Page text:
Leaf Litter

Leaf Litter Talks with Brian T. Mullis

The cofounder and president of Sustainable Travel International offers hints, help and a healthy heaping of hope for our future travels.

By Amy Nelson

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President and Co-founder, Sustainable Travel International

Brian Mullis co-founded Sustainable Travel International (STI) in 2002 with the mission to promote responsible travel and facilitate the travel and tourism industry’s move toward sustainability. Brian began his career spending college summers working in national parks in the western U.S. More recently, he was president and owner of The World Outdoors, an international adventure travel company specializing in active and eco-travel. Brian holds a Bachelor’s Degree in Psychology with a focus on Business from Auburn University and a Master’s Degree in Recreation Management from Springfield College. With over 19 years of experience in the travel and tourism industry, he has assisted numerous travel companies and destination management organizations in the areas of business and sustainable development, sales and marketing, finance and budgeting, and management, operations and programming. His bio on the STI web site states, “Brian lives to make a qualitative difference in the world.” Looks to us like he’s well on his way.

There appears to be no universally accepted, official “seal of greenness” out there for the travel industry.  Your organization, along with NSF International, developed the Sustainable Tourism Eco Certification Program (STEP).  Do you think STEP could evolve to be such a universal stamp of approval, at least within the US?

That’s our hope. Right now there is only one other global sustainable tourism certification program by the name of Green Globe . Green Globe is a for-profit initiative that’s been around for over a decade. It’s a great program; however, there are some significant barriers to entry–-predominantly financial. What we tried to do in creating our program was to look at the Green Globe program and a number of other regional certification programs in the marketplace and incorporate their strengths into what we’re offering, as well as address their limitations. Our goal is to complement and support other credible sustainable tourism certification initiatives while offering the program in regions where none exist.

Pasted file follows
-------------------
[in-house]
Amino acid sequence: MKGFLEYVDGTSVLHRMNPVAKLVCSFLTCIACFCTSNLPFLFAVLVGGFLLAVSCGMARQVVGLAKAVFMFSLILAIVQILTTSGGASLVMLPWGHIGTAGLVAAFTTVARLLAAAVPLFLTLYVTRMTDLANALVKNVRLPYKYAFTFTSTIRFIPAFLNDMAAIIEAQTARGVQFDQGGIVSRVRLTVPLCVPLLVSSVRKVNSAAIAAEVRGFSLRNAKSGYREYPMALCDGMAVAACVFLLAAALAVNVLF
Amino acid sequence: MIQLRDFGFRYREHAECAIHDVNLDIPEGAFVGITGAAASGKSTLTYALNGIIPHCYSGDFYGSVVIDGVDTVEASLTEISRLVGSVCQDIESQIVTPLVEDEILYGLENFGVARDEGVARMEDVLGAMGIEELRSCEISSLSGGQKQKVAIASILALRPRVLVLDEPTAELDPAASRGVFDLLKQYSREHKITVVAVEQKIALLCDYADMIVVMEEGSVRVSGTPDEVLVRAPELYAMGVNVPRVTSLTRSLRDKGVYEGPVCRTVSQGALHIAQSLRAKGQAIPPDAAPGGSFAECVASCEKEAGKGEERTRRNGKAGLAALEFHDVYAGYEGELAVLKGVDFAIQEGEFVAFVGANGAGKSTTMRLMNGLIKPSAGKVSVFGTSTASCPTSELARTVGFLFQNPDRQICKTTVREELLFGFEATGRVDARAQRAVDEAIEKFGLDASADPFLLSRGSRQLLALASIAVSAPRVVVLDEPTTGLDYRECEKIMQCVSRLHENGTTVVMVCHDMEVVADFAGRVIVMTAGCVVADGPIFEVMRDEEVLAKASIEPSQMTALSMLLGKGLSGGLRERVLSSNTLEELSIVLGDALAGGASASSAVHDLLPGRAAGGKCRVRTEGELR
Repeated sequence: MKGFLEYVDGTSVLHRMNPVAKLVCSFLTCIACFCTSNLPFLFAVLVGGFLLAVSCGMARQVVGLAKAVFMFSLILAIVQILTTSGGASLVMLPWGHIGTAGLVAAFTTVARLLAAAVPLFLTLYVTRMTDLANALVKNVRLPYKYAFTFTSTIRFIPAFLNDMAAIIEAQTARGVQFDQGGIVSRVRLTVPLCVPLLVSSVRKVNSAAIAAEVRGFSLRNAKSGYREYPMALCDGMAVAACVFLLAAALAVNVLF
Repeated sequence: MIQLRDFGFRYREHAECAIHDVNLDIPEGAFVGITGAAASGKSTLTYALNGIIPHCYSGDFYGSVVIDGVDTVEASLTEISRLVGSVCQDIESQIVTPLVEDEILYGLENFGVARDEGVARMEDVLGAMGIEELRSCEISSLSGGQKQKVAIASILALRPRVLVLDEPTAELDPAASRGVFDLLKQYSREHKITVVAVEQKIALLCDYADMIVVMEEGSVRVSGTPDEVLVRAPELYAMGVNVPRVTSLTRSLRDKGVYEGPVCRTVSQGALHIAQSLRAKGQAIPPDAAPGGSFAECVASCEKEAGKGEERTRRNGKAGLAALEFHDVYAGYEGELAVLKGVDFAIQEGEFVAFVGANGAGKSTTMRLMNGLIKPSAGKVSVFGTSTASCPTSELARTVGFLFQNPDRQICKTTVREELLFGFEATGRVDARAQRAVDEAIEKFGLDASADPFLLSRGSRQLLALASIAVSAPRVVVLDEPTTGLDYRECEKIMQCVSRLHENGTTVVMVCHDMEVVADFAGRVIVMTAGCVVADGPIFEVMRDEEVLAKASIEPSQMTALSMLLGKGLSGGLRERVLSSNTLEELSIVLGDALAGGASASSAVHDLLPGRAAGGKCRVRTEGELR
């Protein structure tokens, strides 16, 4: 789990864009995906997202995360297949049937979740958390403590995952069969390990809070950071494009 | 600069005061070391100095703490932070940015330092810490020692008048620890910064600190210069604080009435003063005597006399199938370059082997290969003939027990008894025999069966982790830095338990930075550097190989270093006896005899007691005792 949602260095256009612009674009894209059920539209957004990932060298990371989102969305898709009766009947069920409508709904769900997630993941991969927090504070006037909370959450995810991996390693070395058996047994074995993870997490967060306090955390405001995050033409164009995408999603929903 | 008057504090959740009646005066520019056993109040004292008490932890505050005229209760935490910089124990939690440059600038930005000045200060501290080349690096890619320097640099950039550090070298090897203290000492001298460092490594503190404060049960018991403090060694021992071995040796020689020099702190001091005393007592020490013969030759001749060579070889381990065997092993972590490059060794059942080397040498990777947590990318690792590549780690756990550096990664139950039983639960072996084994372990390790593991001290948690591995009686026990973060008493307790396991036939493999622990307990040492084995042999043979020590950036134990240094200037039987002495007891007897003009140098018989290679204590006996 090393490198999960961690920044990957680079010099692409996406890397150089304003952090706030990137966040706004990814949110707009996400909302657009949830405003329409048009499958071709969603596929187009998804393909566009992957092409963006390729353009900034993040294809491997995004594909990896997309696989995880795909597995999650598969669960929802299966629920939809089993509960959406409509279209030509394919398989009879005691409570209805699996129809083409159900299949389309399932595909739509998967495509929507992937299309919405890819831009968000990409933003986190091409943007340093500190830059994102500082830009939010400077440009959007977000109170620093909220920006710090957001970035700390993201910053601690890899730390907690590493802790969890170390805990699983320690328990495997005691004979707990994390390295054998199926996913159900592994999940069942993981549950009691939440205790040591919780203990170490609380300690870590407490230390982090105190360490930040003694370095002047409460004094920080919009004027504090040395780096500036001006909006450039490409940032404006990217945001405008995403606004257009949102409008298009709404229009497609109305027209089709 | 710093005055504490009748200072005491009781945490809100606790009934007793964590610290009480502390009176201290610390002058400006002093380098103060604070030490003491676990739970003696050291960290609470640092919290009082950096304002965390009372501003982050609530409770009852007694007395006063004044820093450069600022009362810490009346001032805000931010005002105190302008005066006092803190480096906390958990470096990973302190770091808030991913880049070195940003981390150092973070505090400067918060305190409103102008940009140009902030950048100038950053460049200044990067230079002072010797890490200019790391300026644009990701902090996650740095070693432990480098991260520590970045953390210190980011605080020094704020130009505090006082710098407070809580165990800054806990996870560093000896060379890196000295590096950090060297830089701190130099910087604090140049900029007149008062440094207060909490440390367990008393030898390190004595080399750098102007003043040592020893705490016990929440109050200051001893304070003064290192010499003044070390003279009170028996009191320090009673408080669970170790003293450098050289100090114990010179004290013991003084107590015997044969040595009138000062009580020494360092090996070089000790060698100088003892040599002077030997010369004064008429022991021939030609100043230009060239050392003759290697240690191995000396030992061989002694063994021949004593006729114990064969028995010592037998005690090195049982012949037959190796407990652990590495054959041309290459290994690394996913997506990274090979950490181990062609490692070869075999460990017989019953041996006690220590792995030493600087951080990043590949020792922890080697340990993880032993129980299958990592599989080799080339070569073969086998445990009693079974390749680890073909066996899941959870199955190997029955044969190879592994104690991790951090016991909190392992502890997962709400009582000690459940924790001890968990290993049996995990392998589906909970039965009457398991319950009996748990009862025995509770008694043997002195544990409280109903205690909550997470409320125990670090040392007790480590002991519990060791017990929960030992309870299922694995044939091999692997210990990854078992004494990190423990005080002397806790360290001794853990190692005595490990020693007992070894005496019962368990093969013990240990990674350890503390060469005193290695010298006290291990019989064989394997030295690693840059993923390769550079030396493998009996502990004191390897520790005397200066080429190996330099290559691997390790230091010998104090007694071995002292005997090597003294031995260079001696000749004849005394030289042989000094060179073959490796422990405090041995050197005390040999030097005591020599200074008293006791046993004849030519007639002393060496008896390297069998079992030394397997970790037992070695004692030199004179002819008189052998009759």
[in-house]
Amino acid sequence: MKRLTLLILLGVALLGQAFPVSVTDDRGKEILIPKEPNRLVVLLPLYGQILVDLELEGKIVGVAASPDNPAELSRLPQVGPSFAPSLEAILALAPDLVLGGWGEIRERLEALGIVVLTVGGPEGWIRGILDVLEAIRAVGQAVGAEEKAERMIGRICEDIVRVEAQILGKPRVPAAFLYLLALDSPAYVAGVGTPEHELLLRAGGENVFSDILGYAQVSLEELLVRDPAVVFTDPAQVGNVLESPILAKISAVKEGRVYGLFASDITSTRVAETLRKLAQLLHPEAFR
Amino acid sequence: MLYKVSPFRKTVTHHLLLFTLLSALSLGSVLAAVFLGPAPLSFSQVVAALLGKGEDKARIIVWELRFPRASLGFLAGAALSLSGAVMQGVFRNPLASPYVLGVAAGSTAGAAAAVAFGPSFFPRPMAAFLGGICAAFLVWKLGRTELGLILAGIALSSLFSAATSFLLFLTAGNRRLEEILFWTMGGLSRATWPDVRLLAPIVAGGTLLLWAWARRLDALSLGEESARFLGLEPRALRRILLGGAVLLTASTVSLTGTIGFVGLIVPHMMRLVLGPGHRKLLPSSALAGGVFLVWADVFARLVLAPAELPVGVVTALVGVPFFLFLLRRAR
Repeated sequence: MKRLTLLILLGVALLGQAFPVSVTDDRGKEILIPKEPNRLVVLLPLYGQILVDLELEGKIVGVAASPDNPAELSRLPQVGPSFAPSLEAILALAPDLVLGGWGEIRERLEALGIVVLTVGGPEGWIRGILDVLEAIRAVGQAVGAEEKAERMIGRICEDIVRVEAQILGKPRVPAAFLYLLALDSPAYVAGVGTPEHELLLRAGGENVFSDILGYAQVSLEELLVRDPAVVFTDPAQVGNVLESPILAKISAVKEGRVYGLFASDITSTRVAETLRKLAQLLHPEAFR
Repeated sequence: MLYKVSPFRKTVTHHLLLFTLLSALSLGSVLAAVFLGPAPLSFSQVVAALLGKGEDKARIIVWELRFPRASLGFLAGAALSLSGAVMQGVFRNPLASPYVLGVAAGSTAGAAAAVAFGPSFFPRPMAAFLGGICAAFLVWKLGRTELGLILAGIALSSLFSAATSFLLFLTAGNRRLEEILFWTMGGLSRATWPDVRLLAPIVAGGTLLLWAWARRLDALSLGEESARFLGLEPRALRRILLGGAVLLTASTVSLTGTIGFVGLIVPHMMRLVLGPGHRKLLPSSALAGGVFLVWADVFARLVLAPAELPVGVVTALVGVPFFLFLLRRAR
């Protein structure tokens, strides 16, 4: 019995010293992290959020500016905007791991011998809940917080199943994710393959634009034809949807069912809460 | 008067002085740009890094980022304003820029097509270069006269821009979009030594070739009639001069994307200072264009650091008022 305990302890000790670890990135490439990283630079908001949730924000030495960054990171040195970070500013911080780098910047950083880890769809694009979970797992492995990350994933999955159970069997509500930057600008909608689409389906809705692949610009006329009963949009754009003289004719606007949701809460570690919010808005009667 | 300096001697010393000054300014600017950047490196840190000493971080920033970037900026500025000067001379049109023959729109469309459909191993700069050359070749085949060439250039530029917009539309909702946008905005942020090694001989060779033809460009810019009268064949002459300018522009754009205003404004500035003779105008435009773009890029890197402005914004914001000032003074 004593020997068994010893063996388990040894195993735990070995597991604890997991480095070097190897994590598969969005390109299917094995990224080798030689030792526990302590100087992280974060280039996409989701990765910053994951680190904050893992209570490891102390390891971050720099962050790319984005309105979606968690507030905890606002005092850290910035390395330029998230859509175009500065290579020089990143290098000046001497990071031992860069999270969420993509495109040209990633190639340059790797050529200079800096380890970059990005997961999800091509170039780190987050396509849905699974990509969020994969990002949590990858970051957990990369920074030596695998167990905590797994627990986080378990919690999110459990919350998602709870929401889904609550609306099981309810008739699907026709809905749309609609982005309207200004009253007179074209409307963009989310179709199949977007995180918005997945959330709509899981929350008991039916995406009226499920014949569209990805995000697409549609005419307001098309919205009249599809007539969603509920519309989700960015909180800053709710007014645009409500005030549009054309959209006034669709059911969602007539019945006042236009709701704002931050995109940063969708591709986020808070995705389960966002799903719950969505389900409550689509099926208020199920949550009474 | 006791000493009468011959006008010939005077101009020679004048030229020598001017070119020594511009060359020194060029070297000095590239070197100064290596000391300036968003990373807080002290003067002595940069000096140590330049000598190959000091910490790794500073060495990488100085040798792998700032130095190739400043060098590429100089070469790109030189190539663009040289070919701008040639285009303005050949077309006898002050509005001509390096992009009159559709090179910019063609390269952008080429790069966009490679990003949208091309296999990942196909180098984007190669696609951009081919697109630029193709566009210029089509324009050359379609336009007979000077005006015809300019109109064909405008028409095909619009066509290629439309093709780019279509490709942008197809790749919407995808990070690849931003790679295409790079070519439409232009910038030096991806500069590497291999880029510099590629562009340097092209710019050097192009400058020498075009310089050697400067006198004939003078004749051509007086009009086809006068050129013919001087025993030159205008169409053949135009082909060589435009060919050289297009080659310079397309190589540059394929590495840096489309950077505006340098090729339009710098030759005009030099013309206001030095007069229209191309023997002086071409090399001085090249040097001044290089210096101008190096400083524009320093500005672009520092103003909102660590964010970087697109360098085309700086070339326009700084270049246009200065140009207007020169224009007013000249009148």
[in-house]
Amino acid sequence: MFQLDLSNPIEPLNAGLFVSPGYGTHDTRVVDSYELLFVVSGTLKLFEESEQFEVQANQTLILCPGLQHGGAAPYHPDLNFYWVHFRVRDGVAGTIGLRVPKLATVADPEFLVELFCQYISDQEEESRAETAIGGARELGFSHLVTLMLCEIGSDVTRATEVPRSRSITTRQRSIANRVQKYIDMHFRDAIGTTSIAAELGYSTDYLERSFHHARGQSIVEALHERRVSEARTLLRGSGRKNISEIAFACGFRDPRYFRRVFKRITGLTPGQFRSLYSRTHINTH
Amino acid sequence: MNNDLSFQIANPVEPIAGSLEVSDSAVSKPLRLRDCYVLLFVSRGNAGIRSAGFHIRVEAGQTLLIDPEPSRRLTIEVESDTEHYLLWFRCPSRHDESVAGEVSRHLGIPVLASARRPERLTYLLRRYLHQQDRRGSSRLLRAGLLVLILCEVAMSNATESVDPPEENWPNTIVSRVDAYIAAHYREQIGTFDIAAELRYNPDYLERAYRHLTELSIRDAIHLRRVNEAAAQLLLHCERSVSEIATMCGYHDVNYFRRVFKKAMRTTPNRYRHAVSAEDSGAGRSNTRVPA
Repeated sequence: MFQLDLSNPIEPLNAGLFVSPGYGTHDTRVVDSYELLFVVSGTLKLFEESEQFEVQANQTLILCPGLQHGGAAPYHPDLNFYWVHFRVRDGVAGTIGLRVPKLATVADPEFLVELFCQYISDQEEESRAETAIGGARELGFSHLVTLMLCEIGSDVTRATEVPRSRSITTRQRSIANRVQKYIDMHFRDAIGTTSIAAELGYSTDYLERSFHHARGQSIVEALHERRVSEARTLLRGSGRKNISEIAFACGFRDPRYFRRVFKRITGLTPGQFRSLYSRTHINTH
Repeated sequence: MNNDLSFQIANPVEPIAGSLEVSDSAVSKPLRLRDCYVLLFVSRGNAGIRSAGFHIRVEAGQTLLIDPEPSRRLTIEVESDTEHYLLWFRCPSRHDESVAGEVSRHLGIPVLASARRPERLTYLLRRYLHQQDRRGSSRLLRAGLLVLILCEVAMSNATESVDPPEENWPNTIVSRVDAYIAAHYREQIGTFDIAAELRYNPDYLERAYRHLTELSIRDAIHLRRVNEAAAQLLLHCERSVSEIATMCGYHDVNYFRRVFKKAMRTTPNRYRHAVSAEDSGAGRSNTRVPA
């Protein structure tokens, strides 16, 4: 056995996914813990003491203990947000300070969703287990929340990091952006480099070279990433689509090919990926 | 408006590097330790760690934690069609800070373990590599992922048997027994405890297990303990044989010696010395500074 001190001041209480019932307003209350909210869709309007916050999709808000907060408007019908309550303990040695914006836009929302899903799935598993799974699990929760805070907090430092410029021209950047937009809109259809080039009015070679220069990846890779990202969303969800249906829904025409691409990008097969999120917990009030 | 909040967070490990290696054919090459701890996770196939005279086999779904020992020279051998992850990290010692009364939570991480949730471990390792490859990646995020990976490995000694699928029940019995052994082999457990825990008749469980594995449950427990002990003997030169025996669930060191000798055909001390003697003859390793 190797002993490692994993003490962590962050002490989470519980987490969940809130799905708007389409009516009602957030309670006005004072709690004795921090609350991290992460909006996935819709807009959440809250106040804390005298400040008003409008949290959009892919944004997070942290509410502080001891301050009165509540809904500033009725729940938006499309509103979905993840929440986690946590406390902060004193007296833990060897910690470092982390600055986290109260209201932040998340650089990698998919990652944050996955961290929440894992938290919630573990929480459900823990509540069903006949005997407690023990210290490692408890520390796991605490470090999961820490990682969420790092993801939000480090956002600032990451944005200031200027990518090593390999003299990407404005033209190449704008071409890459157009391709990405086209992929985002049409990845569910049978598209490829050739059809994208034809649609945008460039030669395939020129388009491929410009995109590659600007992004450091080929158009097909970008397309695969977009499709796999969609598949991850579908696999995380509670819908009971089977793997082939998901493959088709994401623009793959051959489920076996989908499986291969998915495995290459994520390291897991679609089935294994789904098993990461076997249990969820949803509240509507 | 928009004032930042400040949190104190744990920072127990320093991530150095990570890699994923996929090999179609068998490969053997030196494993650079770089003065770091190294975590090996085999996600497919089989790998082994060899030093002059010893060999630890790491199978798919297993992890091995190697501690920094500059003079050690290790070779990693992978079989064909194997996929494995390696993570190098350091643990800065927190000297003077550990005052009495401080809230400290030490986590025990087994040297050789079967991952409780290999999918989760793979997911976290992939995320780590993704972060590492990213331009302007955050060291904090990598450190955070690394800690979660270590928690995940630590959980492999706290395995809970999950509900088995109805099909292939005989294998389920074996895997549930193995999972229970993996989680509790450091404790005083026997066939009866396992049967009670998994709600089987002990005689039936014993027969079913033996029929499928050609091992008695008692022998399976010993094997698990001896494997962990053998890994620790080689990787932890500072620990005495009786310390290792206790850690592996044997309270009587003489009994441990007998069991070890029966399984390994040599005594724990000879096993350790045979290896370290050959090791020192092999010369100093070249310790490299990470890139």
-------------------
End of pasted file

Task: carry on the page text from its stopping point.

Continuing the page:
How and where was Green Globe started?

My understanding is that it was started by the World Travel and Tourism Council in the early 90s. Since that time, I believe ownership rights were transferred to Reg Easy who is based in the U.K. The primary distinguishing characteristic is that it’s a for profit initiative primarily geared toward large businesses.

About 73 percent of our readers say they have taken a vacation they consider to have been ecologically sustainable. Many say they take steps such as booking on-line, composting and recycling, and using mass transit; however only 40% say they have stayed in “green” lodging facilities. Many said they do not know how to find such lodging. Any suggestions?

I don’t think there is any one, really great source of information on ecologically sustainable tourism. Our Eco-Directory is good. It’s essentially a database of our members. As part of joining, companies are required to report, at a minimum, how they are contributing to the triple bottom line. There are no barriers to entry to becoming a member; however, you do have to detail how you are supporting environmental conservation, cultural heritage preservation and local economic development. If a consumer is looking at businesses that operate in the same area, this directory enables the consumer to decide which is the best fit and which one has the higher level of commitment and sustainability. Beyond our web site, I’d recommend responsibletravel.com, ecoutourism.org, worldsurface.com,  and earthfoot.org.